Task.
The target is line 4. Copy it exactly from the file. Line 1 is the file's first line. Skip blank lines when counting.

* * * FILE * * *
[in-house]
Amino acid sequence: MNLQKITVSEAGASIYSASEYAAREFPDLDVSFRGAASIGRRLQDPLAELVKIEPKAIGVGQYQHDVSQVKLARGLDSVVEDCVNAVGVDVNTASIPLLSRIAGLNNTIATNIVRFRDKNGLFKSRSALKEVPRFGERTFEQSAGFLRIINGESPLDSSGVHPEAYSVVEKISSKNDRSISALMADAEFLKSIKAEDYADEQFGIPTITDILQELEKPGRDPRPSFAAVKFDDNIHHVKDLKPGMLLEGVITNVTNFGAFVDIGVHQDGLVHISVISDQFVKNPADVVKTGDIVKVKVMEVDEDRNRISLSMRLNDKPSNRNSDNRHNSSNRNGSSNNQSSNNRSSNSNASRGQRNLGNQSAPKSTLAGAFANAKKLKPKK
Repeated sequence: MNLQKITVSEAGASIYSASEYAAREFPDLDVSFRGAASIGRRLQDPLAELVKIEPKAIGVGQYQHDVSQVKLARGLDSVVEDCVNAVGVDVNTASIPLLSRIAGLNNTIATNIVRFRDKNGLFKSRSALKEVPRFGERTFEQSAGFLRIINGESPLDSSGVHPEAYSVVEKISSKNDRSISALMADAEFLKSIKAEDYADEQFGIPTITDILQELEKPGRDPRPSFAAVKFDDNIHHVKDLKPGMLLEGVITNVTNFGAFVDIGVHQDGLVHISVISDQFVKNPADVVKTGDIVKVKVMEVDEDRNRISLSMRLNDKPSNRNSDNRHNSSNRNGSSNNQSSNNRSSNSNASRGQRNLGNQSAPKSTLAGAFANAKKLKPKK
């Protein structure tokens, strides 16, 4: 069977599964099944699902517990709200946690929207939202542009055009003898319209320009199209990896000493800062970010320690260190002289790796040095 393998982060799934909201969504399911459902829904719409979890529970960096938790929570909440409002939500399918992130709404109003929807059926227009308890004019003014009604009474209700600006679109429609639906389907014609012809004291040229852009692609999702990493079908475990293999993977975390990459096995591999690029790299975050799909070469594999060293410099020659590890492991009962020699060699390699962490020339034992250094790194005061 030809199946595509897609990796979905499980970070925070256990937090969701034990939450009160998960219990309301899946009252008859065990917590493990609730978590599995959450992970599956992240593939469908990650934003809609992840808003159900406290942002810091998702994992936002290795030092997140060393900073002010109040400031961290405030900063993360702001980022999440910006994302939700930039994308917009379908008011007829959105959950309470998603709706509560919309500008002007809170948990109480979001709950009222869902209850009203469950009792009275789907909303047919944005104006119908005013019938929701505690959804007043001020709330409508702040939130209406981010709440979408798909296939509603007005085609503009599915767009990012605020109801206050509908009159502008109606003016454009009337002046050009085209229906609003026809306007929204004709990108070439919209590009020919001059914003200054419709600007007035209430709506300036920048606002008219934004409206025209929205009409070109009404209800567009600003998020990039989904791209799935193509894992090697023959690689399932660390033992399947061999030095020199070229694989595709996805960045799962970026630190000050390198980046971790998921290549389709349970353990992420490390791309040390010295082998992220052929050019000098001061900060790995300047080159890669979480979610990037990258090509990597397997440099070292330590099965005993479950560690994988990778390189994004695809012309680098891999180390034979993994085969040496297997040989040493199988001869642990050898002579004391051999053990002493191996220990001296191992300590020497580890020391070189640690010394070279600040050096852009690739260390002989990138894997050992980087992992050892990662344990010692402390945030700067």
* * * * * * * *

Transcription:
């Protein structure tokens, strides 16, 4: 069977599964099944699902517990709200946690929207939202542009055009003898319209320009199209990896000493800062970010320690260190002289790796040095 393998982060799934909201969504399911459902829904719409979890529970960096938790929570909440409002939500399918992130709404109003929807059926227009308890004019003014009604009474209700600006679109429609639906389907014609012809004291040229852009692609999702990493079908475990293999993977975390990459096995591999690029790299975050799909070469594999060293410099020659590890492991009962020699060699390699962490020339034992250094790194005061 030809199946595509897609990796979905499980970070925070256990937090969701034990939450009160998960219990309301899946009252008859065990917590493990609730978590599995959450992970599956992240593939469908990650934003809609992840808003159900406290942002810091998702994992936002290795030092997140060393900073002010109040400031961290405030900063993360702001980022999440910006994302939700930039994308917009379908008011007829959105959950309470998603709706509560919309500008002007809170948990109480979001709950009222869902209850009203469950009792009275789907909303047919944005104006119908005013019938929701505690959804007043001020709330409508702040939130209406981010709440979408798909296939509603007005085609503009599915767009990012605020109801206050509908009159502008109606003016454009009337002046050009085209229906609003026809306007929204004709990108070439919209590009020919001059914003200054419709600007007035209430709506300036920048606002008219934004409206025209929205009409070109009404209800567009600003998020990039989904791209799935193509894992090697023959690689399932660390033992399947061999030095020199070229694989595709996805960045799962970026630190000050390198980046971790998921290549389709349970353990992420490390791309040390010295082998992220052929050019000098001061900060790995300047080159890669979480979610990037990258090509990597397997440099070292330590099965005993479950560690994988990778390189994004695809012309680098891999180390034979993994085969040496297997040989040493199988001869642990050898002579004391051999053990002493191996220990001296191992300590020497580890020391070189640690010394070279600040050096852009690739260390002989990138894997050992980087992992050892990662344990010692402390945030700067």